If you need surgery, it should reassure you to know that researchers have been studying factors that predict surgical success or failure for years. Some of the most important findings have been ones you might expect.
For example, studies have found that hospitals and medical centers that perform a lot of hip and knee replacements tend to have lower complication rates than those performing fewer operations. As a result, there is a trend for people needing these surgeries to have them performed at high-volume centers. Similarly, surgeons who frequently perform hip or knee replacement surgery tend to have better results than those who perform them rarely. Studies like these have been published for a number of other operations and conditions.
Less obvious factors to consider in scheduling surgeries
It might surprise you to learn that less obvious factors have also been studied. For example, researchers have examined whether
- surgical outcomes are worse at teaching hospitals in July, when new medical and surgical trainees begin (a phenomenon called “the July effect”). The findings are mixed: some studies find it’s true and others debunk the idea.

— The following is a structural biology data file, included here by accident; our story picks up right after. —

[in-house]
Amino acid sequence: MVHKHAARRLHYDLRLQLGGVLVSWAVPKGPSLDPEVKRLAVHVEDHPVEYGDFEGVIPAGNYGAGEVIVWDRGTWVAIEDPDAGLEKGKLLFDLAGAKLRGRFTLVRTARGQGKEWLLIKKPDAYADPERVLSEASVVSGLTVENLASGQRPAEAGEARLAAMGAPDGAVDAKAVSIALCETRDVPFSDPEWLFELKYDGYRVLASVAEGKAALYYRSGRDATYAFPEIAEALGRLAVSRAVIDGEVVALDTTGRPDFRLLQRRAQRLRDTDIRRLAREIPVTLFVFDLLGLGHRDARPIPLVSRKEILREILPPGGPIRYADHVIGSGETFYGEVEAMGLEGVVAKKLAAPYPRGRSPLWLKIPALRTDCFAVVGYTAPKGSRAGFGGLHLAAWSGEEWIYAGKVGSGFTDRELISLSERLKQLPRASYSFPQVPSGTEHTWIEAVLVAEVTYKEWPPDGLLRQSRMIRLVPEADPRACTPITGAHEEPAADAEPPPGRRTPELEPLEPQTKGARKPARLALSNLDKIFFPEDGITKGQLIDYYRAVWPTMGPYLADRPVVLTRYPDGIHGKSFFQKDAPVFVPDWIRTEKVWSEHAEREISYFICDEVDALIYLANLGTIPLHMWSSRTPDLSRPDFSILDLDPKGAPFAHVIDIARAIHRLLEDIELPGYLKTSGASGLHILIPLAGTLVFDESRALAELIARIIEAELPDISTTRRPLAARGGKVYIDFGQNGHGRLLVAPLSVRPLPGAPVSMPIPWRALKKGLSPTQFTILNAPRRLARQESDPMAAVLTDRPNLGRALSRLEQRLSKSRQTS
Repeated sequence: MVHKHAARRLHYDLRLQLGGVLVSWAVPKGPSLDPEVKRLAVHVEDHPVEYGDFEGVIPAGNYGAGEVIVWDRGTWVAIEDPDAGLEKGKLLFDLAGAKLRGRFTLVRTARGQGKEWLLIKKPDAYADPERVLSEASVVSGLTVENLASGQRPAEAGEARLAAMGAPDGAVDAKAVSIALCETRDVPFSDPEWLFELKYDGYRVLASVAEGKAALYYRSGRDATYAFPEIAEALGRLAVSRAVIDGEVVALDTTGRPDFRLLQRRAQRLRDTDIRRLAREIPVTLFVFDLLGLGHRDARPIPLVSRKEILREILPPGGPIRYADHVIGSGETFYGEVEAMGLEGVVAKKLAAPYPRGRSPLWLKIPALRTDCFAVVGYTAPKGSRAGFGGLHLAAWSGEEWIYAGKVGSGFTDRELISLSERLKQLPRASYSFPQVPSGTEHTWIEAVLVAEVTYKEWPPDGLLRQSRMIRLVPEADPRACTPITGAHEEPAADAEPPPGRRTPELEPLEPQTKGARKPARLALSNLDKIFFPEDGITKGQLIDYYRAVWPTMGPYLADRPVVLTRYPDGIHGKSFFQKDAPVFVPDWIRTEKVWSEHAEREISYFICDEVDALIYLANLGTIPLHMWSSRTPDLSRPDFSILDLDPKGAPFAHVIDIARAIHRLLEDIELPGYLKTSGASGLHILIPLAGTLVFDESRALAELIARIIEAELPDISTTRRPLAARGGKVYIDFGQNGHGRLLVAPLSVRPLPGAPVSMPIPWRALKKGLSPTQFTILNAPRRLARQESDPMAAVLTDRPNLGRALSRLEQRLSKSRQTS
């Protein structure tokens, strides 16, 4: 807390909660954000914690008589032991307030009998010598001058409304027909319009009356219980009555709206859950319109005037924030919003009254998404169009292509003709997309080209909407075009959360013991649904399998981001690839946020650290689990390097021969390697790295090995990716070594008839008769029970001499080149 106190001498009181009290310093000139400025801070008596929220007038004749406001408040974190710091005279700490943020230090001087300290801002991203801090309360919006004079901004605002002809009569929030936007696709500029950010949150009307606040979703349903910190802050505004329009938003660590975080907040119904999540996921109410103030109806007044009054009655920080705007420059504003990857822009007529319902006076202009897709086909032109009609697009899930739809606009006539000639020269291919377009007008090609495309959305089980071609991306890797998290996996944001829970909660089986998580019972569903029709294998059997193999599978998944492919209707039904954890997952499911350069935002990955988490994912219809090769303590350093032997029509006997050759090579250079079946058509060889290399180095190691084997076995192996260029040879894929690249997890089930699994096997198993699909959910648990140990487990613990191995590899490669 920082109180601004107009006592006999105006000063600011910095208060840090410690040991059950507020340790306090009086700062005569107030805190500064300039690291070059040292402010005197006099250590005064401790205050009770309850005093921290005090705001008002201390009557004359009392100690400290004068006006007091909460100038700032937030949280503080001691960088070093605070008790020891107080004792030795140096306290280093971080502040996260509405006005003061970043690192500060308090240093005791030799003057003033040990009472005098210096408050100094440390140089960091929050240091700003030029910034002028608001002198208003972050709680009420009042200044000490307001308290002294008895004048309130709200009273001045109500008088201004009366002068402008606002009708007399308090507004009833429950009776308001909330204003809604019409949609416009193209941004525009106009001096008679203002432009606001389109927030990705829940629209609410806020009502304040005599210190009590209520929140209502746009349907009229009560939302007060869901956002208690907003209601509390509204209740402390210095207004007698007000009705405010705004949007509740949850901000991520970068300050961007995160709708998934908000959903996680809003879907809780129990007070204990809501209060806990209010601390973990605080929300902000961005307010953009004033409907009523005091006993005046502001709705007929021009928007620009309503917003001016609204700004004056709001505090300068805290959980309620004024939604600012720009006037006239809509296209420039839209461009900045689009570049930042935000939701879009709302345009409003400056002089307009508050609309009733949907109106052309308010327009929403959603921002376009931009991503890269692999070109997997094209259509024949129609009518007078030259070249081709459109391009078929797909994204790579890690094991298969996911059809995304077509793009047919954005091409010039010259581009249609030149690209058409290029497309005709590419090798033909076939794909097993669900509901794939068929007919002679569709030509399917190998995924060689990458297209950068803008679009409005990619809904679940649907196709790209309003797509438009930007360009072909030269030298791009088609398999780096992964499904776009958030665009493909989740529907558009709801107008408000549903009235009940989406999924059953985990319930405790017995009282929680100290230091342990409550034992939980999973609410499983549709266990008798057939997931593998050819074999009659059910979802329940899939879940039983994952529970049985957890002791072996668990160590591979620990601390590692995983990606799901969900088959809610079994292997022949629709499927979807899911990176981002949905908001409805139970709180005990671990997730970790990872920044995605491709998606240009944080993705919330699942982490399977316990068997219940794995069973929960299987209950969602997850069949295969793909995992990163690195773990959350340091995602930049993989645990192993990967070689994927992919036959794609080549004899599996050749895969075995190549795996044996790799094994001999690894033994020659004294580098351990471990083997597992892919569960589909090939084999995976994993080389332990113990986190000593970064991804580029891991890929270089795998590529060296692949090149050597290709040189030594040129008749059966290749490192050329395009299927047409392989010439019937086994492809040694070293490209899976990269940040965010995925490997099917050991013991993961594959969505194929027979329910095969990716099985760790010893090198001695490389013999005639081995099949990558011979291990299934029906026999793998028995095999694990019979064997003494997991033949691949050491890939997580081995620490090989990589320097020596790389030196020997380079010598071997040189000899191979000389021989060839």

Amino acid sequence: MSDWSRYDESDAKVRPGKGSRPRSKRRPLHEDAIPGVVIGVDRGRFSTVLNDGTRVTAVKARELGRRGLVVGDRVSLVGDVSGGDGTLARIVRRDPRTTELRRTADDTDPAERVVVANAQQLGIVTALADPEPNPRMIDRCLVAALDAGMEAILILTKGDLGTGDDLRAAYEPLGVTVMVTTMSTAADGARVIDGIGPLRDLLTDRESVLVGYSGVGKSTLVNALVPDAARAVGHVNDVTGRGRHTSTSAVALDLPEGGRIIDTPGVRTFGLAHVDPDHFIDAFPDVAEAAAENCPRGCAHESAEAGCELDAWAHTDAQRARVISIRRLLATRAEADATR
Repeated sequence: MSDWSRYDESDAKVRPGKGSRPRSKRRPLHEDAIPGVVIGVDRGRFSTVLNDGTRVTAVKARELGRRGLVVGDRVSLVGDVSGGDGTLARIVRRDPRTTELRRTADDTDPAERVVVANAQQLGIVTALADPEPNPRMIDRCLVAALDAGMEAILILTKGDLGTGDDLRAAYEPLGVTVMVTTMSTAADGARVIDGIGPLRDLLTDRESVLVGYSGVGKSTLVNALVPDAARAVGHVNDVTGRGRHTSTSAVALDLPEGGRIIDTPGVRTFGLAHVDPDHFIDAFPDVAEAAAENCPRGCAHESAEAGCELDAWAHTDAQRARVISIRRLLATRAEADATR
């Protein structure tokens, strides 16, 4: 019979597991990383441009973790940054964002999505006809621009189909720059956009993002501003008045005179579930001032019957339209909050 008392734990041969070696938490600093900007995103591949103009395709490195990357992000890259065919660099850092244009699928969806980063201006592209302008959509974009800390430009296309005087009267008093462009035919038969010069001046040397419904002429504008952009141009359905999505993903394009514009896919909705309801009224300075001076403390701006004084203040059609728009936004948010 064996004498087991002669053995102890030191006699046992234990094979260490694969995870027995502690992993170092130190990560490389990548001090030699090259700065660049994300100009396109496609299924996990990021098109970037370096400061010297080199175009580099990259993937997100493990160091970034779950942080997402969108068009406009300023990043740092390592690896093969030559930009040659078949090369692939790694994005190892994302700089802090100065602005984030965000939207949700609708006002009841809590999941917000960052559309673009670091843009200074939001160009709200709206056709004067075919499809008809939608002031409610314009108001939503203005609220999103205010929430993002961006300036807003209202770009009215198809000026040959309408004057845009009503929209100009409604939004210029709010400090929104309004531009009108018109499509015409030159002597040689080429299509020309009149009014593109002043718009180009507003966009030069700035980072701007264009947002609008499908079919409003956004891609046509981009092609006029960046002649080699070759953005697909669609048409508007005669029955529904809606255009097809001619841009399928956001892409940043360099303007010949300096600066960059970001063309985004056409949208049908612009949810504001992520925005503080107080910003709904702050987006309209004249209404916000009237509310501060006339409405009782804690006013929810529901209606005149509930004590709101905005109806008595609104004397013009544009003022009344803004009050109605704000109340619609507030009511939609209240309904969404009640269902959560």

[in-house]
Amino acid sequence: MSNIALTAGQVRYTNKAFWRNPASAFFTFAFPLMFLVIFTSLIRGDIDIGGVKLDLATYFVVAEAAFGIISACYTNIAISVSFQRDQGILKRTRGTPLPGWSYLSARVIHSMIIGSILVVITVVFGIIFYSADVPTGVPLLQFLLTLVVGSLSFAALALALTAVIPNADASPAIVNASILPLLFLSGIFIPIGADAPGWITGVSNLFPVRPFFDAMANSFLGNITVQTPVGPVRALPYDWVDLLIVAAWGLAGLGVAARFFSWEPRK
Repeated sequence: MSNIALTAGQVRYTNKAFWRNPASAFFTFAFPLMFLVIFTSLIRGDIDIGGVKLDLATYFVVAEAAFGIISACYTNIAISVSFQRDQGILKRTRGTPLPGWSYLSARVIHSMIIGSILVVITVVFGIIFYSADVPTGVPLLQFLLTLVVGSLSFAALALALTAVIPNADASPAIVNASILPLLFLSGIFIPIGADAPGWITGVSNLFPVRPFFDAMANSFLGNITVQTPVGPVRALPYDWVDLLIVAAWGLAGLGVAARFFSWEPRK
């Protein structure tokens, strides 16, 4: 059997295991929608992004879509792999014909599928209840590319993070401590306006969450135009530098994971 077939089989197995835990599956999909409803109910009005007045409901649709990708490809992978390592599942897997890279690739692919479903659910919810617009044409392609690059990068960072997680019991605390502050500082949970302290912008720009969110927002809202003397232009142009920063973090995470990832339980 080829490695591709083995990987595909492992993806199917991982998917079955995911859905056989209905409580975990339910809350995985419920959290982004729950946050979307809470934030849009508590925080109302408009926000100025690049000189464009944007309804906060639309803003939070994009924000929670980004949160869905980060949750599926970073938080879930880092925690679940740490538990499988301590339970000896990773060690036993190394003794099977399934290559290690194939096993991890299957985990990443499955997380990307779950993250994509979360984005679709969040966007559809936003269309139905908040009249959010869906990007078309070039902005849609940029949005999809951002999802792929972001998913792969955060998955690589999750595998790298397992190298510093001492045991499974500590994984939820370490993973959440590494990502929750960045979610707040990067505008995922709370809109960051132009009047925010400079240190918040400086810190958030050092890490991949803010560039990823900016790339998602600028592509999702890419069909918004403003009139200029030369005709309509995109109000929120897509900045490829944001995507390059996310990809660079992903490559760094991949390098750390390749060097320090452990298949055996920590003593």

- music played in the operating room — including loud or soft, classical or upbeat, or no music at all — is helpful or harmful. Again, the evidence is mixed.
- surgical success may vary based on the dominant hand of your surgeon. In one study of cataract surgery, patients operated on by left-handed surgical trainees had fewer complications than those operated on by right-handed trainees.
Another surprising surgical study: Birthdays
A new study published in the medical journal The BMJ attempted to answer a question I would never have thought to ask: if a surgeon performs an operation on his or her birthday, does it affect the chances that their patient will survive?